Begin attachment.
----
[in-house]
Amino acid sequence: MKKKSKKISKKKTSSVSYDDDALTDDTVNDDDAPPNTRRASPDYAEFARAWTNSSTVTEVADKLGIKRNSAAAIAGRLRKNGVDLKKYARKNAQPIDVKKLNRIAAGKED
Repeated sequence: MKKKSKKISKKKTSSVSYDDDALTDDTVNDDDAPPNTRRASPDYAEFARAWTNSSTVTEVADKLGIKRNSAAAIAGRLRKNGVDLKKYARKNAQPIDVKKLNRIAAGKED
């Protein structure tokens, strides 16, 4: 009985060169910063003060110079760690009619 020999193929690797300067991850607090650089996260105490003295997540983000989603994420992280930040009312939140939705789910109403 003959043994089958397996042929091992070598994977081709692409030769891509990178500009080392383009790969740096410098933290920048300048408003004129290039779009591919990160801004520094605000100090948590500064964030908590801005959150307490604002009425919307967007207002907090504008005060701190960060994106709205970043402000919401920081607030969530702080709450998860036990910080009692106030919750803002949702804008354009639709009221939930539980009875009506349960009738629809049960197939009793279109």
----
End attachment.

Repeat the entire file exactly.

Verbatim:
[in-house]
Amino acid sequence: MKKKSKKISKKKTSSVSYDDDALTDDTVNDDDAPPNTRRASPDYAEFARAWTNSSTVTEVADKLGIKRNSAAAIAGRLRKNGVDLKKYARKNAQPIDVKKLNRIAAGKED
Repeated sequence: MKKKSKKISKKKTSSVSYDDDALTDDTVNDDDAPPNTRRASPDYAEFARAWTNSSTVTEVADKLGIKRNSAAAIAGRLRKNGVDLKKYARKNAQPIDVKKLNRIAAGKED
């Protein structure tokens, strides 16, 4: 009985060169910063003060110079760690009619 020999193929690797300067991850607090650089996260105490003295997540983000989603994420992280930040009312939140939705789910109403 003959043994089958397996042929091992070598994977081709692409030769891509990178500009080392383009790969740096410098933290920048300048408003004129290039779009591919990160801004520094605000100090948590500064964030908590801005959150307490604002009425919307967007207002907090504008005060701190960060994106709205970043402000919401920081607030969530702080709450998860036990910080009692106030919750803002949702804008354009639709009221939930539980009875009506349960009738629809049960197939009793279109």